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Member since: Fri Jun 7, 2019, 09:14 PM
Number of posts: 774

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There's quite an impressive democratic gubernatorial candidate for Tennessee

I'd better let Dr. Jason Martin speak for himself.

We weren't taught about the history of segregation, and it shows.

I'm in my late 60's, white, college educated, raised in the Northeast. I discovered in the last few months that I know NOTHING about the history of segregation in the South.

My awakening came about because my wife and I moved to a VERY small town in a rural Tennessee county. One of the first townspeople to befriend us was a black gentleman about the same age I am. I'll call him 'Daniel' for the sake of anonymity. Daniel is proficient in an absurd variety of skills, and will drop anything he's doing for a chance to help a neighbor. Which I am very thankful for, because I'm an inept but determined do-it-yourself'er.

I noticed a poor, decrepit little wooden building next to a small cemetery on the outskirts of the town proper, that looked like an old one-room schoolhouse. There was even a wooden outhouse still standing in the woods behind the school. I assumed that the schoolhouse was a relic from the depression era, that just by chance was still standing. So I asked Daniel about it.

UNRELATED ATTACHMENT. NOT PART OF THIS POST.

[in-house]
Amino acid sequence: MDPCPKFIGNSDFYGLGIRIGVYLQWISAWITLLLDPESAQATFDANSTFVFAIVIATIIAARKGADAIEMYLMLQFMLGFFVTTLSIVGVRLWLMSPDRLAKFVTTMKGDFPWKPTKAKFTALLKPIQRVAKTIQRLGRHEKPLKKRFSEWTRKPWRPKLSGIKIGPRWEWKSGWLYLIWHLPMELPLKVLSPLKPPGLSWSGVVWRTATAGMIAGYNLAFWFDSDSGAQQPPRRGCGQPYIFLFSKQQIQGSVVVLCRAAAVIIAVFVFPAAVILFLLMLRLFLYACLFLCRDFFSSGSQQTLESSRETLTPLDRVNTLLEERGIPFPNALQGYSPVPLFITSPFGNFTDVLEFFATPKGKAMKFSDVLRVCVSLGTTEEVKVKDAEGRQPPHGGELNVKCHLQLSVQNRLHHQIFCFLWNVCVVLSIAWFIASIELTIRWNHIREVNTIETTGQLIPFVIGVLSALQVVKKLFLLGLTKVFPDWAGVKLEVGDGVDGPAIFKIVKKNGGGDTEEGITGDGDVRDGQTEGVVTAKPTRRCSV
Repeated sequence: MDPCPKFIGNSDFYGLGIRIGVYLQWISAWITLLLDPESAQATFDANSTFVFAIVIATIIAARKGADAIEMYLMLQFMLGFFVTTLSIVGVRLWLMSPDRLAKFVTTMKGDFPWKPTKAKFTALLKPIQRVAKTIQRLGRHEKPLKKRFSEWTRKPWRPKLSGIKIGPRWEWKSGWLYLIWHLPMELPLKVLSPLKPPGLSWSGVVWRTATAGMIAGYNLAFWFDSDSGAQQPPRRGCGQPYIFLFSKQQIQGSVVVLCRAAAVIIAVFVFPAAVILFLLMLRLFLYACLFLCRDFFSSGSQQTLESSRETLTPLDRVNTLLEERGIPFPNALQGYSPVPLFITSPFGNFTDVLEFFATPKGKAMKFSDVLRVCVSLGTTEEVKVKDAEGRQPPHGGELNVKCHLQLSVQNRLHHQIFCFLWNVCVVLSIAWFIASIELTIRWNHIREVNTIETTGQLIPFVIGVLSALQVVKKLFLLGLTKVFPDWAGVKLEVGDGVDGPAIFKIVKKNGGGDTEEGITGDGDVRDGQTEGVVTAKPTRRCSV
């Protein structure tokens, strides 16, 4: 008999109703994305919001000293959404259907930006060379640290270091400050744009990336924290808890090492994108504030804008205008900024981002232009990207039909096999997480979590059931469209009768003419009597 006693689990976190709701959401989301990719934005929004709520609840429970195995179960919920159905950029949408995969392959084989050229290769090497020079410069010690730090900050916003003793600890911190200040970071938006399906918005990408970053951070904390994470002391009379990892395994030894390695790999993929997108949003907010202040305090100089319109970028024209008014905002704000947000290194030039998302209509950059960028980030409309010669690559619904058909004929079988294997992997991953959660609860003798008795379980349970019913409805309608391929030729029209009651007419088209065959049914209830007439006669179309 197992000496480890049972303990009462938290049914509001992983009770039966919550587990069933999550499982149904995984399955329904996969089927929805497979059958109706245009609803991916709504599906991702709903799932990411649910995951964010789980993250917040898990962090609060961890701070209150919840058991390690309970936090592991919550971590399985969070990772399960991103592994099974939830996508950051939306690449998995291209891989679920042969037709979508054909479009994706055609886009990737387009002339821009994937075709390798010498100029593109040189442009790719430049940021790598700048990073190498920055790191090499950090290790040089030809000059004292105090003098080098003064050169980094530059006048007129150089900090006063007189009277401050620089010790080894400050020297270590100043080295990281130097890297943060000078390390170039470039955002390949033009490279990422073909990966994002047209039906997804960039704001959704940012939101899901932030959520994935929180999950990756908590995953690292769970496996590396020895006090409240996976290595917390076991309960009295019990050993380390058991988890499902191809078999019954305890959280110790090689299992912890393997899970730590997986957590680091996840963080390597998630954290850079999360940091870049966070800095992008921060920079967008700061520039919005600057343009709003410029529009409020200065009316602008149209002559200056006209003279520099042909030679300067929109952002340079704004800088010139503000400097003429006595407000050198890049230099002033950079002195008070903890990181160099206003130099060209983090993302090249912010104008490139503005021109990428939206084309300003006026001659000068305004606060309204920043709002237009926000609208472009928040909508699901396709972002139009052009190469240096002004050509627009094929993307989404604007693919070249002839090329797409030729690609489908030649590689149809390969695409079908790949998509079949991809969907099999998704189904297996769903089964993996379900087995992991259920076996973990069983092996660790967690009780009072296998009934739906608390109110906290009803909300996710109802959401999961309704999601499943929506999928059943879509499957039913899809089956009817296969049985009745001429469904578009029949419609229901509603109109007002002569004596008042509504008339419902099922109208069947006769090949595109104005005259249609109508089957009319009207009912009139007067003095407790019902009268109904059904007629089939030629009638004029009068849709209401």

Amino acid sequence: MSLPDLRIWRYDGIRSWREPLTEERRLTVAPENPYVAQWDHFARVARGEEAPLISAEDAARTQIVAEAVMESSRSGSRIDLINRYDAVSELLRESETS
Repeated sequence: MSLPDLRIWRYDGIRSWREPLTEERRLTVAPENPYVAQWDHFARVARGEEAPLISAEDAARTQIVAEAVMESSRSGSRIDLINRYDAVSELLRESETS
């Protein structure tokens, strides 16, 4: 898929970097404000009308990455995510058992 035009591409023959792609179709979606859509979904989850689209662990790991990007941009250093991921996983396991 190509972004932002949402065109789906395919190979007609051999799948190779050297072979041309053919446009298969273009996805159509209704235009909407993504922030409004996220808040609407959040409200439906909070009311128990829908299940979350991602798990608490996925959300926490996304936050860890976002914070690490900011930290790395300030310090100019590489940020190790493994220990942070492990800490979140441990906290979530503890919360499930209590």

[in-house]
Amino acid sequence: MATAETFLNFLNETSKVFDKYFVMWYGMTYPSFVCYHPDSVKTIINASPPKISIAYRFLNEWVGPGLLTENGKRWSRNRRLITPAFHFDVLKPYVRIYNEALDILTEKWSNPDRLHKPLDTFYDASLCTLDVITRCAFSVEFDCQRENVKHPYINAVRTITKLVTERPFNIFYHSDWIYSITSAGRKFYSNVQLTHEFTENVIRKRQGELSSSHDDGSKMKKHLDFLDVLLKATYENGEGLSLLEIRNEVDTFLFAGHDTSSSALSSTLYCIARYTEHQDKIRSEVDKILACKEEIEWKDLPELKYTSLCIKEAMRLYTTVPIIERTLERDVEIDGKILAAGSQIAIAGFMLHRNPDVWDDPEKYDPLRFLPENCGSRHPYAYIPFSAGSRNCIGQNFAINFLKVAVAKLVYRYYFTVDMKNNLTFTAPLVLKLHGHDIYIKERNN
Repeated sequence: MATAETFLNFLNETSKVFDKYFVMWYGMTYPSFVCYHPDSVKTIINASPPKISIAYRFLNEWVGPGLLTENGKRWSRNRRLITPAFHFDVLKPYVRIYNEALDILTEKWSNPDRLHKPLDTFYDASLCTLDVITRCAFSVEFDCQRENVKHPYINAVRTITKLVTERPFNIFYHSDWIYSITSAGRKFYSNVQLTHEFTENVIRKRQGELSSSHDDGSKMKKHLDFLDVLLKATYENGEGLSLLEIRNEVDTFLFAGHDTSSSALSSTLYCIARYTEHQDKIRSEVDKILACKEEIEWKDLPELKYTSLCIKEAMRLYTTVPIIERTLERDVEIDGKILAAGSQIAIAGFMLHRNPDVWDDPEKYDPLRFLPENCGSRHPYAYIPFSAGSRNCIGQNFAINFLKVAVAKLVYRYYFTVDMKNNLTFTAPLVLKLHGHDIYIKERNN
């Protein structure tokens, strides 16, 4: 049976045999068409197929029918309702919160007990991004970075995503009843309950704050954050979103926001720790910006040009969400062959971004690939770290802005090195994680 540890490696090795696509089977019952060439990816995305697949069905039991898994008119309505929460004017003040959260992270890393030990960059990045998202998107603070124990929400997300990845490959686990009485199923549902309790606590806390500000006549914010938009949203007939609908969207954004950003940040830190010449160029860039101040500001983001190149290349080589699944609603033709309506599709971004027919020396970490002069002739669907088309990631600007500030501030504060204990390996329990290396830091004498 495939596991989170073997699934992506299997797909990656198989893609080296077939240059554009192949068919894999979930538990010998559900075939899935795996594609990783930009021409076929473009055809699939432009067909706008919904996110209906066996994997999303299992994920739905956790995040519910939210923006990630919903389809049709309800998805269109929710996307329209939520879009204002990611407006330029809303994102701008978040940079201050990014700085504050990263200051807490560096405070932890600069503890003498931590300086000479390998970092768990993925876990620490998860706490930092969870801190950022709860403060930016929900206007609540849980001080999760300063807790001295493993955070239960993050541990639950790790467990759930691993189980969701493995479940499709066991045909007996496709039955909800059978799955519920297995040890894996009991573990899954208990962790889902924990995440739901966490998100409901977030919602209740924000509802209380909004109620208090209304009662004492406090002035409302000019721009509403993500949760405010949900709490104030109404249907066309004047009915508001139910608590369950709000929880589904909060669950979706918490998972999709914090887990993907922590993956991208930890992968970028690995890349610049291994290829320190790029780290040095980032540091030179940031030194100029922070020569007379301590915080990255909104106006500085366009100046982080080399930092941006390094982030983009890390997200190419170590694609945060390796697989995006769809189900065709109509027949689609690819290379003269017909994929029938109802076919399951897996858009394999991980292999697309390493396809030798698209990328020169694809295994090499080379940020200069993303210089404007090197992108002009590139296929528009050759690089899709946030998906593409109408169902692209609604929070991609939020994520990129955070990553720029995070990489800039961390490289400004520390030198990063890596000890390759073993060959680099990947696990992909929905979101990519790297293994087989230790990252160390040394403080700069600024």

It turns out, it WAS a one-room schoolhouse, built in the 1920's, for the local black children grades 1-8. And, DANIEL WENT TO THAT SCHOOL!

Up until 1965, while the local white children went to a nice, brightly lit school, where there was a lunchroom, a gymnasium, a teacher for each age group, and indoor plumbing, my friend Daniel went to a school just two streets over, that had 30-35 children ages 6-14 taught by ONE teacher, two out-houses (one for girls, one for boys), and books that were hand-me-downs from the white school.

Desegregation came just in time for Daniel to start high school in the white school. But I learned that the black TEACHERS were not integrated; it would have upset the racial hierarchy too much to have white students taught by a black teacher.

God forgive me, I honestly thought that before desegregation, that the schools were somewhat EQUAL! Why wasn't I taught about that?

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